Creating a Login File

Most websites developed with PHP contain multiple program files that will require access to MySQL and will therefore need the login and password details. Therefore, it’s sensible to create a single file to store these and then include that file wherever it’s needed. Following example shows such a file, which I’ve called login.php. Type it in, replacing values (such as username) with the actual values you use for your MySQL database, and save it to the web development directory you set . We’ll be making use of the file shortly. The hostname localhost should work as long as you’re using a MySQL database on your local system, and the database publications should work if you’re typing in the examples I’ve used so far.

The login.php file

<?php // login.php
$db_hostname = 'localhost';
$db_database = 'publications';
$db_username = 'username';
$db_password = 'password';

The enclosing tags are especially important for the login.php file in above Example, because they mean that the lines between can be interpreted only as PHP code. If you were to leave them out and someone were to call up the file directly from your website, it would display as text and reveal your secrets. But, with the tags in place, all they will see is a blank page. The file will correctly include in your other PHP files.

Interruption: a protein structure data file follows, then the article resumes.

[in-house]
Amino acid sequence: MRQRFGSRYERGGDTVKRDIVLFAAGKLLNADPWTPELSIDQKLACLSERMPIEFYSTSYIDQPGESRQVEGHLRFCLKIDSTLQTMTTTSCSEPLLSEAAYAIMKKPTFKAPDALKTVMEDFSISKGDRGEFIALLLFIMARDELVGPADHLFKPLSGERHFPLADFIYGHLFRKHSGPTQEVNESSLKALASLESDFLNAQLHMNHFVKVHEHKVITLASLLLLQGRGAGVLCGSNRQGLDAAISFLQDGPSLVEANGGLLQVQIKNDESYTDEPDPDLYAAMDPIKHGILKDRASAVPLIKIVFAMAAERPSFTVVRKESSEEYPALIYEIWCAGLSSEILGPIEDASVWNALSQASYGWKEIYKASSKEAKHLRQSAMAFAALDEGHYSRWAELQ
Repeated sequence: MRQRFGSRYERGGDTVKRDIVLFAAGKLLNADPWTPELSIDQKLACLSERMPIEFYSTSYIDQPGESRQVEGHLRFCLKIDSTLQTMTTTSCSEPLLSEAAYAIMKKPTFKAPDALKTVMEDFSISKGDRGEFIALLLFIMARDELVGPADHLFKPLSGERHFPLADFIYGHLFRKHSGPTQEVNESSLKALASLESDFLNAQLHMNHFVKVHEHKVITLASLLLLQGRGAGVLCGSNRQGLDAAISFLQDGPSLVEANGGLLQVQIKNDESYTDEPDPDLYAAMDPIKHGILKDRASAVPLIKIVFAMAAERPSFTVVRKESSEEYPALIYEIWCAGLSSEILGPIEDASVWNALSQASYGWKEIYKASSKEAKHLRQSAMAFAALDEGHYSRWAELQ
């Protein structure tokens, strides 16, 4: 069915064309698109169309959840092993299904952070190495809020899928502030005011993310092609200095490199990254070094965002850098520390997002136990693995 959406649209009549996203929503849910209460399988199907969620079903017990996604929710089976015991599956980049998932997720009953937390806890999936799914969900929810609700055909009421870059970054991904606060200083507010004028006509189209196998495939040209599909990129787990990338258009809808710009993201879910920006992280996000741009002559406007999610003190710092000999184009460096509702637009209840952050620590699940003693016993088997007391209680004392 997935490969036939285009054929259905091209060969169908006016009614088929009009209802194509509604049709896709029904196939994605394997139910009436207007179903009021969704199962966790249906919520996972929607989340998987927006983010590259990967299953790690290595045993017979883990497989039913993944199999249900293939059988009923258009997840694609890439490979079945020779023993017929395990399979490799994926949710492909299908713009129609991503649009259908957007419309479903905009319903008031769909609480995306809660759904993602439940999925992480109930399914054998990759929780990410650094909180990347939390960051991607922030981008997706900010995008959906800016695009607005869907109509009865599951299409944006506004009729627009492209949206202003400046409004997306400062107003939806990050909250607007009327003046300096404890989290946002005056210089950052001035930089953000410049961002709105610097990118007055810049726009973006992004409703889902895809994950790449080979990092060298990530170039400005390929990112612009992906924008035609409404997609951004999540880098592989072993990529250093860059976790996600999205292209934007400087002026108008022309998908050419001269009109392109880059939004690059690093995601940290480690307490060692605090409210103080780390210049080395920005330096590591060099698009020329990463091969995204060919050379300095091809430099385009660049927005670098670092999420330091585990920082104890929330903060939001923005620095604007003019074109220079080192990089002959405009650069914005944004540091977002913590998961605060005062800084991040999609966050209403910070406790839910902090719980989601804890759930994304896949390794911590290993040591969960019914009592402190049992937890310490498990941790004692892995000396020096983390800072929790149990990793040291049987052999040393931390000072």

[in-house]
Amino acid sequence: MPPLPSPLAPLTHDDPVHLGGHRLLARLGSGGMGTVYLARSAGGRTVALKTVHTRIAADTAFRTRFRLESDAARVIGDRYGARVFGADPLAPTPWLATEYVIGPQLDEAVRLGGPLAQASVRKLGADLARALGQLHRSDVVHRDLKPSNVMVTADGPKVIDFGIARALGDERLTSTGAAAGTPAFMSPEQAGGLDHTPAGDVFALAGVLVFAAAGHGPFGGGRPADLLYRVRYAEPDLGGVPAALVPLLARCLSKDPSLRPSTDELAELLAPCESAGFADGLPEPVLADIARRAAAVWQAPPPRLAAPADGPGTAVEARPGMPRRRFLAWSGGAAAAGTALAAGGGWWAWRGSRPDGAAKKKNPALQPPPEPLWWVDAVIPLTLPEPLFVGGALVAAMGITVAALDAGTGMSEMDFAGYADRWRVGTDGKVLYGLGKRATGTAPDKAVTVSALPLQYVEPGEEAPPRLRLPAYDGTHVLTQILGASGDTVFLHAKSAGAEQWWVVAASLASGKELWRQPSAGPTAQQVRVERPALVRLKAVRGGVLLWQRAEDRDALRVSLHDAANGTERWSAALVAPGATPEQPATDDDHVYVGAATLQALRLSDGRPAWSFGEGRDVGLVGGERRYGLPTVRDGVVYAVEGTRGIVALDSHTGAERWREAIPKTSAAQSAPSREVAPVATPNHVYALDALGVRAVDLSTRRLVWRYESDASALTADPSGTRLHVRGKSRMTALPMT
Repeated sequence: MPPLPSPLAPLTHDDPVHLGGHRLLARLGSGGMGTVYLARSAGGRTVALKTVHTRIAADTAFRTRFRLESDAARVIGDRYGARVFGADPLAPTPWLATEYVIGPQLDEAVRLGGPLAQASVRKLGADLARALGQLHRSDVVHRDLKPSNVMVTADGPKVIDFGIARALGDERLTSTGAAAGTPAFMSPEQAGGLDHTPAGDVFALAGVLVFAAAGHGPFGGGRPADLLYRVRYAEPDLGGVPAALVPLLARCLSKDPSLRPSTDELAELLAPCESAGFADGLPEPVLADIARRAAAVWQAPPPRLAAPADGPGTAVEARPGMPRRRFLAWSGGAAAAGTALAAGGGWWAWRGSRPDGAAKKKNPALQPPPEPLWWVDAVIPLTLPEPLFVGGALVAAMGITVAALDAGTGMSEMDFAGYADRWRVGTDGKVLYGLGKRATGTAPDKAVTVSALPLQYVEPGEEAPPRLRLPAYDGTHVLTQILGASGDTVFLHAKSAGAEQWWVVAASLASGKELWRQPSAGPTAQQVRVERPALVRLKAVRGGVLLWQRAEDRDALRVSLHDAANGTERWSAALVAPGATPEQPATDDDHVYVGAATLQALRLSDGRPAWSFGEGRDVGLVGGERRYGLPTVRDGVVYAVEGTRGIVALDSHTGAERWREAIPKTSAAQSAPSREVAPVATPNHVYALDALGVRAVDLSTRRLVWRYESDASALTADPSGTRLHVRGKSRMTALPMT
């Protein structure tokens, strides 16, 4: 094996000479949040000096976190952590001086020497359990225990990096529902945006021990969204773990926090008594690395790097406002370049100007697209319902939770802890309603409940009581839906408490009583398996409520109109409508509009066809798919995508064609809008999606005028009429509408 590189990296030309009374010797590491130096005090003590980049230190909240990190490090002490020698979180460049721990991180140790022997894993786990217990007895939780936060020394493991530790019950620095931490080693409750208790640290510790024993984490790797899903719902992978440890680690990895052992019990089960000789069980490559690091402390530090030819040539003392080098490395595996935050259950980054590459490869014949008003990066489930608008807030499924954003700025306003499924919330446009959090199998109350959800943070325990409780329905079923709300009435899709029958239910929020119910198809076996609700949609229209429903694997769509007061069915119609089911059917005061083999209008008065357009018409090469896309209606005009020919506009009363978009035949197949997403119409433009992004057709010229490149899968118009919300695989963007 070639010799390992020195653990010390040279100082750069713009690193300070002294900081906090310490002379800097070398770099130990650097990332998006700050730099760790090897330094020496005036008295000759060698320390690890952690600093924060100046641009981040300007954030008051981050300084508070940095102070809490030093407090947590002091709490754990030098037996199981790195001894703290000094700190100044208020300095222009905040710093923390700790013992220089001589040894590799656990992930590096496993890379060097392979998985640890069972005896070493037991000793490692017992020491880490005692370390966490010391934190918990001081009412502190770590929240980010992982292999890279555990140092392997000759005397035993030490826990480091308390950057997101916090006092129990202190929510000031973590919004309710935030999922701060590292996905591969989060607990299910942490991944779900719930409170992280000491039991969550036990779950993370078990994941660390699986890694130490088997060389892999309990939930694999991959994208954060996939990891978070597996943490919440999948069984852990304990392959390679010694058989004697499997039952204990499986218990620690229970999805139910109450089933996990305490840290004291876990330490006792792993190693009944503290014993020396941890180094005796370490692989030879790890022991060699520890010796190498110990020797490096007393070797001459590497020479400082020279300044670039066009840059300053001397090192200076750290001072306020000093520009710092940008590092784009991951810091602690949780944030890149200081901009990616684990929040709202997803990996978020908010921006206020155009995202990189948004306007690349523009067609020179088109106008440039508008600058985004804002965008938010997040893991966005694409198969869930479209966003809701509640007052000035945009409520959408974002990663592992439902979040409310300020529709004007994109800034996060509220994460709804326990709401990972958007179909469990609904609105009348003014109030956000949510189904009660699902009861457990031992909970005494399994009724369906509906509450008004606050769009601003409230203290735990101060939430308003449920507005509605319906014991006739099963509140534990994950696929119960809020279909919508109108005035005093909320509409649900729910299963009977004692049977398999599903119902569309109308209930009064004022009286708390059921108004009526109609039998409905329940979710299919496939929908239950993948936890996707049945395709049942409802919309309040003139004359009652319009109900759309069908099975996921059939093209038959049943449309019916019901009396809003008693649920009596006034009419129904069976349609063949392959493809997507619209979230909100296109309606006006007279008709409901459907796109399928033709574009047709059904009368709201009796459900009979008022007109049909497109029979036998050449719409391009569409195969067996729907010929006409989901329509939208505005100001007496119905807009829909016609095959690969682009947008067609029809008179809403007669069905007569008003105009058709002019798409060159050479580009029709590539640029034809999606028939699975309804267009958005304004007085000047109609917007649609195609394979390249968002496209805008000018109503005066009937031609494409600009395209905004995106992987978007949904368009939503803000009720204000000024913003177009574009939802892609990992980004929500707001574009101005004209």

The $db_hostname variable will tell PHP which computer to use when connecting to a database. This is required, because you can access MySQL databases on any computer connected to your PHP installation, and that potentially includes any host anywhere on the Web. However, the examples here will be working on the local server. So in place of specifying a domain such as, the word localhost (or the IP address will correctly refer to it.
The database we’ll be using, $db_database, is the one called publications, which you probably created previously, or the one you were provided with by your server administrator (in which case you have to modify login.php accordingly). The variables $db_username and $db_password should be set to the username and password that you have been using with MySQL.
The variables $db_username and $db_password should be set to the username and password that you have been using with MySQL.

Another benefit of keeping these login details in a single place is that you can change your password as frequently as you like and there will
be only one file to update when you do, no matter how many PHP files access MySQL.